OVERALL REVISIONS YOU MIGHT NEED TO MAKE

  1. The story feels too wordy. (Cut in half!)
  2. The pacing feels jerky. (Consider where you want the reader to speed up and where you want them to slow down. Revise accordingly.)
  3. The story all takes place in one setting. (Consider moving the story around for better illustration possibilities.)
  4. The story has too many settings. (Reuse some settings, but with a different perspective, different actions, etc.)
  5. The story feels flat. (Work on the emotional impact of the story on the characters; work on language and voice.)
  6. The story’s narrative arc is weak. (Create more tension; put more at stake.)

Mocking up a picture book, making the dummy, can’t be under-estimated for its help in pointing toward weak spots that need revision in a picture book text. Get out the paper, stapler, scissors and mock up your book!

WHEN USING THE DUMMY, REMEMBER

  1. The picture book dummy is just for you. This mock-up is just for you to use as you revise to make sure you fit the format. You would never send it in to the editor.
  2. The published book may have different page divisions. The editor, art director and illustrator may decide that the story should be divided differently. That’s fine. Your job is to give them enough illustration possibilities that they can visualize this as a complete book. If you’ve done that, then your job is done and their job of actually making a book begins.
  3. Keep the Dummy Updated. As you go through the next few lessons and make changes to the text, cut and paste the current text into the dummy and go back through the questions again. Make sure all changes keep the story within the parameters of picture book structure.

ACTION POINTS

Make a dummy of your picture book manuscript and evaluate each section. Rewrite as needed.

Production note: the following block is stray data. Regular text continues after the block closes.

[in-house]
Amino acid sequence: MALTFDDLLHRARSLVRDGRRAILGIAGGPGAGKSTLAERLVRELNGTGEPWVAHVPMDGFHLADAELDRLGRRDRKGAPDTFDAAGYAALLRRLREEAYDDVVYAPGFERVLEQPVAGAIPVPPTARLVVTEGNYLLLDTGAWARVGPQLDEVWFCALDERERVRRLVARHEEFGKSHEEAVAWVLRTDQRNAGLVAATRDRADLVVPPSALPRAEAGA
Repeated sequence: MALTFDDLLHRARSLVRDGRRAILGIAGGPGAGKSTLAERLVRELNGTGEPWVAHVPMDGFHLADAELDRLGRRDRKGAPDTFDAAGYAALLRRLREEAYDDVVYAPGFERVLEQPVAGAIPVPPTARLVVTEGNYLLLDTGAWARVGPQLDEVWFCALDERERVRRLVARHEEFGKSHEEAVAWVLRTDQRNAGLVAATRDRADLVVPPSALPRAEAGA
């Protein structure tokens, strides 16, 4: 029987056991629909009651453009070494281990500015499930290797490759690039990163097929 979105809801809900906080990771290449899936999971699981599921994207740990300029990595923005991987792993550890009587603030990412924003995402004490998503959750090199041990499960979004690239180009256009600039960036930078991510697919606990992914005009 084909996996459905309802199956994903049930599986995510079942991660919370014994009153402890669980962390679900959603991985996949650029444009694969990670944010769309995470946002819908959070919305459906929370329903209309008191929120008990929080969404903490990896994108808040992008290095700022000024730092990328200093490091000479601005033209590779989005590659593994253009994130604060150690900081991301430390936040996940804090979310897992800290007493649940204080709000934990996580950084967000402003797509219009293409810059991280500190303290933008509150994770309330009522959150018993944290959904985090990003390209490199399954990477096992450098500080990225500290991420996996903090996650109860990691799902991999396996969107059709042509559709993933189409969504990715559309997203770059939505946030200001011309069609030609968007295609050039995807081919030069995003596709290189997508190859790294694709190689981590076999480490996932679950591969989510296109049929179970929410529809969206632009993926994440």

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4 Comments
  • Vivian kirkfield
    July 9, 2012

    Thank you so very much! This post was clear and concise and it laid out the steps to construct a dummy picture book…a task I am just about to undertake. I’ll check out your other related posts…looks like your blog is one that every aspiring picture book writer needs to follow. :)

  • Susie
    November 4, 2013

    I once visited Remy Charlip and saw a new book he was working on, designed with hand mock ups scattered around his place. I thought this was an old style process so it is interesting and informative to see it is still the best way to design a book. Thanks for the nice post!

  • Lisa Laubach
    November 19, 2013

    Hello, I want to do book illustration, and I am wondering how I might go about creating a dummy book to have in my portfolio.
    Any advice would be much appreciated. Thanks

  • Mary Douglas
    October 29, 2014

    Once all of this is done, from what I’ve read, you still have to get a literary agent to take on your book and try to sell it a publisher. Most publishers will not accept unsolicited manuscripts. They will only go through a literary agent representing you. It is very difficult to get an agent and requires many hours of research and sending query letterts just to get their attention. So now what? The book is written, revised and ready. You don’t just send it to a publisher. Where do we go?